rituals: the big pancake (megan gahan).

Guest Post Tuesday, exclamation point! Meet Megan, a lovely editor I’ve come to know through She Loves Magazine, and a person I’d like to be just a little more like after reading her Heart Words today. I believe I say this every week, but I’m pretty sure Megan’s words were written just for me …but since I’m nice, I suppose I’ll share them with you as well. Enjoy.


I haven’t cooked dinner in two months.

Maybe a chicken breast here or there. But not much beyond that.

Coincidentally, my husband has been away for the last two months. Summer is his busy season, the time of year he has to disappear at a moment’s notice, leaving me and two little daddy’s boys to fend for ourselves.

Fending for ourselves looks a lot like cereal for dinner.

This is a hard season for a few reasons. As someone whose sanity is directly correlated to checked to-do list boxes and structure, the sudden unpredictability of our summers makes me a little crazy. I swing from a can-do-spirit to a fetal-position-on-the-floor-spirit in five minutes flat. It’s my oldest who feels Daddy’s absence the most though. Three-year-olds are not the best at expressing deep emotion, so whining, temper tantrums, and bowling over little brothers are the current coping mechanisms of choice.

A week or so after my husband left, I found a recipe for a pancake. Yes, a single pancake. Thick batter is poured into a pie pan, then baked in the oven until the center is firm but custardy. It sounded a little odd, but it also sounded like a lot less work than making multiple pancakes.

I made it that first week, on a grey Saturday morning. I measured out flour, salt and butter. I carefully cracked the eggs on the side of the mixing bowl, then spent the next ten minutes picking shards of eggshell out of the batter. My toddler was within an inch of me during the whole process, green eyes locked on the whisk as I rapidly swirled the ingredients together. The babe squawked at my feet, desperate to be part of the action.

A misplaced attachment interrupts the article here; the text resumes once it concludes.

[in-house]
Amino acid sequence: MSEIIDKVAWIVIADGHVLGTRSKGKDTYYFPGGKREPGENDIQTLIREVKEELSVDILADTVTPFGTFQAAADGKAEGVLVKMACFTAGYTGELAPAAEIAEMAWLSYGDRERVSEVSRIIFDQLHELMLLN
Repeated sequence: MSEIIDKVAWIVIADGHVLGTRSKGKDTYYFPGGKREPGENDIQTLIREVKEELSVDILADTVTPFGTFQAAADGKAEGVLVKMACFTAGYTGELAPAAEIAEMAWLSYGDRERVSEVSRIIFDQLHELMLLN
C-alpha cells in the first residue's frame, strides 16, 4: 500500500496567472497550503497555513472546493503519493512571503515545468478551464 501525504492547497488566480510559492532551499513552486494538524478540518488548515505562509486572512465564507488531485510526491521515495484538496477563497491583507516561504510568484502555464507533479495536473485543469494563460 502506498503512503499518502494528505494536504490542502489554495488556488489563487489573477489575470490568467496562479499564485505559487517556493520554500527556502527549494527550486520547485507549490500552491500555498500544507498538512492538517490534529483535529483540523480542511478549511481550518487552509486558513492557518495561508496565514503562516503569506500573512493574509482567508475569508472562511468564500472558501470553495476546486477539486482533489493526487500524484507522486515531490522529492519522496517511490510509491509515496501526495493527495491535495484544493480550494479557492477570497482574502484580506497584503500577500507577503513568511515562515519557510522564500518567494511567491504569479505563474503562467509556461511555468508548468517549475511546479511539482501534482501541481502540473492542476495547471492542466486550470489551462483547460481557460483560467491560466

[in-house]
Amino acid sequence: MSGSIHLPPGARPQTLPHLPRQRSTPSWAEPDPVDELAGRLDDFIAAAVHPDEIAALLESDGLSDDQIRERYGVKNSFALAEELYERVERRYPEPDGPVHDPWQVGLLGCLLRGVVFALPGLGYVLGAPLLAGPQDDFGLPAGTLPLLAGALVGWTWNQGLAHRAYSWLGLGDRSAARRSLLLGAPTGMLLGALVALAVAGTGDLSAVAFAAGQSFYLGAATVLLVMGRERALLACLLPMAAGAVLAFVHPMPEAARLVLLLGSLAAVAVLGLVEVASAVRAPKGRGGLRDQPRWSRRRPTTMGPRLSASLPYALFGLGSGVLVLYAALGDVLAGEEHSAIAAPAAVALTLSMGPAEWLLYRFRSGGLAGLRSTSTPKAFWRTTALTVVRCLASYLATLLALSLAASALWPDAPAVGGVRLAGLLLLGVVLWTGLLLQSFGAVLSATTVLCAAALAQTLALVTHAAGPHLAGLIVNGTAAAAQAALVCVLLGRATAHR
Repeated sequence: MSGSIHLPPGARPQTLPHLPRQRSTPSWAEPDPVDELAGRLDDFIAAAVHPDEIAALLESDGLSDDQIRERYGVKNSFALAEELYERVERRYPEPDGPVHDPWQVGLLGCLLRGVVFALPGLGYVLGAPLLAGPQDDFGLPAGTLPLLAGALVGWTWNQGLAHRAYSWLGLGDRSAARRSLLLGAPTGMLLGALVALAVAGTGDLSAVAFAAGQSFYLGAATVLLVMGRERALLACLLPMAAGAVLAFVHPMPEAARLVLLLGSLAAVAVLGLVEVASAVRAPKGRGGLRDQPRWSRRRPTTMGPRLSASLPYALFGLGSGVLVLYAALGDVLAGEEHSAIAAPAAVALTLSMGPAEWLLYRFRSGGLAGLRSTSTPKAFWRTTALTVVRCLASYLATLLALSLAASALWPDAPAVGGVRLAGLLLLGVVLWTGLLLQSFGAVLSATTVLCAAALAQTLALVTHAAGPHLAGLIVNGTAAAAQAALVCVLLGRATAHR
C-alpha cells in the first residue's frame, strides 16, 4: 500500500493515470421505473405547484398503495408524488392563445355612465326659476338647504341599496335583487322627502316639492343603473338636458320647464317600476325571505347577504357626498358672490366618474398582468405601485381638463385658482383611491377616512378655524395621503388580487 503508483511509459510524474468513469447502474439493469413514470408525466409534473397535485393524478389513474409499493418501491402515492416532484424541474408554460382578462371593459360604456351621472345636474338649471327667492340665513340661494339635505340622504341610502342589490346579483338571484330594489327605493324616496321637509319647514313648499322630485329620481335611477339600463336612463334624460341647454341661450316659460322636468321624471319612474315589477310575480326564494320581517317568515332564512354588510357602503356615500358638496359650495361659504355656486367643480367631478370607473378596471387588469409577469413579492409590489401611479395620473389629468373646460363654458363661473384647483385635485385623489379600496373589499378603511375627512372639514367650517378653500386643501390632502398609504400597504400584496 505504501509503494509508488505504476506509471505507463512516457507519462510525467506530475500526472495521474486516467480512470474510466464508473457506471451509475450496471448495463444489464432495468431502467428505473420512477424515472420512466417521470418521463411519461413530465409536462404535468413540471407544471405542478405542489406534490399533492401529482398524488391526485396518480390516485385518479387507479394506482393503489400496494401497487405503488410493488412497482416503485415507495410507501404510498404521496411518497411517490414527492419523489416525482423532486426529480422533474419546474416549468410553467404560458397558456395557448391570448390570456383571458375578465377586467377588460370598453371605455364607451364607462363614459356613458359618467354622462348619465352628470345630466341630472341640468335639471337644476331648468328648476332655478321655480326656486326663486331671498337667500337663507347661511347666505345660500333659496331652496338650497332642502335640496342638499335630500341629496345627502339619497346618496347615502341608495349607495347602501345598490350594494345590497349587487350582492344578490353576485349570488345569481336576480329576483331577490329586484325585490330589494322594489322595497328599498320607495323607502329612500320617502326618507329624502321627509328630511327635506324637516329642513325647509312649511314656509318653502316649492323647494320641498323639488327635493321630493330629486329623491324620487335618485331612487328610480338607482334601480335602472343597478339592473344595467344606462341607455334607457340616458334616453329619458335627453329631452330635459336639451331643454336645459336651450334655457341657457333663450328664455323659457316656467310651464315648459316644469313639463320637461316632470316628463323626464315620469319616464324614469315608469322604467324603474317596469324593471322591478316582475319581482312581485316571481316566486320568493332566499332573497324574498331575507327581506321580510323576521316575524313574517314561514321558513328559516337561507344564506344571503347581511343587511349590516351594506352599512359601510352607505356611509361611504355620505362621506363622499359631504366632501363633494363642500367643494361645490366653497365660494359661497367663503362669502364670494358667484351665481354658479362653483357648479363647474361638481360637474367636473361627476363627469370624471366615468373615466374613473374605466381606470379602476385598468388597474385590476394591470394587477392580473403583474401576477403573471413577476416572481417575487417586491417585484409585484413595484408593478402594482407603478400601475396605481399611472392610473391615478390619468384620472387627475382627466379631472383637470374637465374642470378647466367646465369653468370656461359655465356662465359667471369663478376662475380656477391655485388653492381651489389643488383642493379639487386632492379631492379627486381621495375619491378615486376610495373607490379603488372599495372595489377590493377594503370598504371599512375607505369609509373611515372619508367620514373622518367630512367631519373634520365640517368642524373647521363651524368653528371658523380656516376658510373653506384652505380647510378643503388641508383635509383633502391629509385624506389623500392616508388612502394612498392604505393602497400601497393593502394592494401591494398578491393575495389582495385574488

With all our faces plastered against the oven window, we watched as the edges precariously rose several inches up and then rapidly deflated. The timer rang and I tentatively pulled it out of the oven, not quite sure what it was supposed to look like.

Asher stared at our concoction and declared, “Mommy, that is one biiiiiiiiggggg pancake!”

I heaped a slice onto each of our plates, and mashed up a third slice for the babe. A hearty serving of sugar soaked strawberries was piled on top.

We each took a forkful and silently let it melt in our hungry mouths. The tartness of the berries was perfection with the buttery pancake, and we ate and giggled until the pie pan was clean.

We declared the big pancake a success.

The following Saturday, we made the big pancake again. It felt strange to start a new tradition with a quarter of the family missing. But it also felt necessary. You see, I want to be intentional about these moments together, instead of just biding my time. I need to be reminded that though life looks different now, it is still good. And I can celebrate that goodness with sugar and ice cold milk and saucy fruit. I can slice through the soft centre and know we have a special something that is just ours, that reflects this season. This season of jammies until noon and simple food and Mommy locking herself in the bathroom for just a shred of peace.